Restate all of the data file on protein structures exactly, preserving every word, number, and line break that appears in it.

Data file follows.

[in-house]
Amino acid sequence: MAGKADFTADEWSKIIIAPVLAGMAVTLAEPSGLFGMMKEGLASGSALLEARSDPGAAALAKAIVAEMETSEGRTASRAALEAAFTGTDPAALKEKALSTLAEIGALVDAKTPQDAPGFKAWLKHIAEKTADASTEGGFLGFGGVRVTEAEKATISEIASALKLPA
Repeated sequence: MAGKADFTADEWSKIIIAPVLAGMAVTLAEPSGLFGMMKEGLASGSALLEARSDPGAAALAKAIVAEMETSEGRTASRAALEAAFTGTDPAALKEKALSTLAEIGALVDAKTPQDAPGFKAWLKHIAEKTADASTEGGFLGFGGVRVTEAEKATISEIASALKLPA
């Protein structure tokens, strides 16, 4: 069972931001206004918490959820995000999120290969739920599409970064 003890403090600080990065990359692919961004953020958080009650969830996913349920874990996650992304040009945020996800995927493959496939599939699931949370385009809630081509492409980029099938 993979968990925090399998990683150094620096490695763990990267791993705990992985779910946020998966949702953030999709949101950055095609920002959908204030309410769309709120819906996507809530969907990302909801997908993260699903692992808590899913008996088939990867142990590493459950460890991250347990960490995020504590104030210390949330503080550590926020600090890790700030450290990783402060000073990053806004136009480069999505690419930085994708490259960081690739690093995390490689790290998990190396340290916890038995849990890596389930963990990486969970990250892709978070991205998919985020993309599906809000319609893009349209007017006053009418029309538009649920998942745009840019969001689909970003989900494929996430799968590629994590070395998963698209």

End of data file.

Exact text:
[in-house]
Amino acid sequence: MAGKADFTADEWSKIIIAPVLAGMAVTLAEPSGLFGMMKEGLASGSALLEARSDPGAAALAKAIVAEMETSEGRTASRAALEAAFTGTDPAALKEKALSTLAEIGALVDAKTPQDAPGFKAWLKHIAEKTADASTEGGFLGFGGVRVTEAEKATISEIASALKLPA
Repeated sequence: MAGKADFTADEWSKIIIAPVLAGMAVTLAEPSGLFGMMKEGLASGSALLEARSDPGAAALAKAIVAEMETSEGRTASRAALEAAFTGTDPAALKEKALSTLAEIGALVDAKTPQDAPGFKAWLKHIAEKTADASTEGGFLGFGGVRVTEAEKATISEIASALKLPA
């Protein structure tokens, strides 16, 4: 069972931001206004918490959820995000999120290969739920599409970064 003890403090600080990065990359692919961004953020958080009650969830996913349920874990996650992304040009945020996800995927493959496939599939699931949370385009809630081509492409980029099938 993979968990925090399998990683150094620096490695763990990267791993705990992985779910946020998966949702953030999709949101950055095609920002959908204030309410769309709120819906996507809530969907990302909801997908993260699903692992808590899913008996088939990867142990590493459950460890991250347990960490995020504590104030210390949330503080550590926020600090890790700030450290990783402060000073990053806004136009480069999505690419930085994708490259960081690739690093995390490689790290998990190396340290916890038995849990890596389930963990990486969970990250892709978070991205998919985020993309599906809000319609893009349209007017006053009418029309538009649920998942745009840019969001689909970003989900494929996430799968590629994590070395998963698209």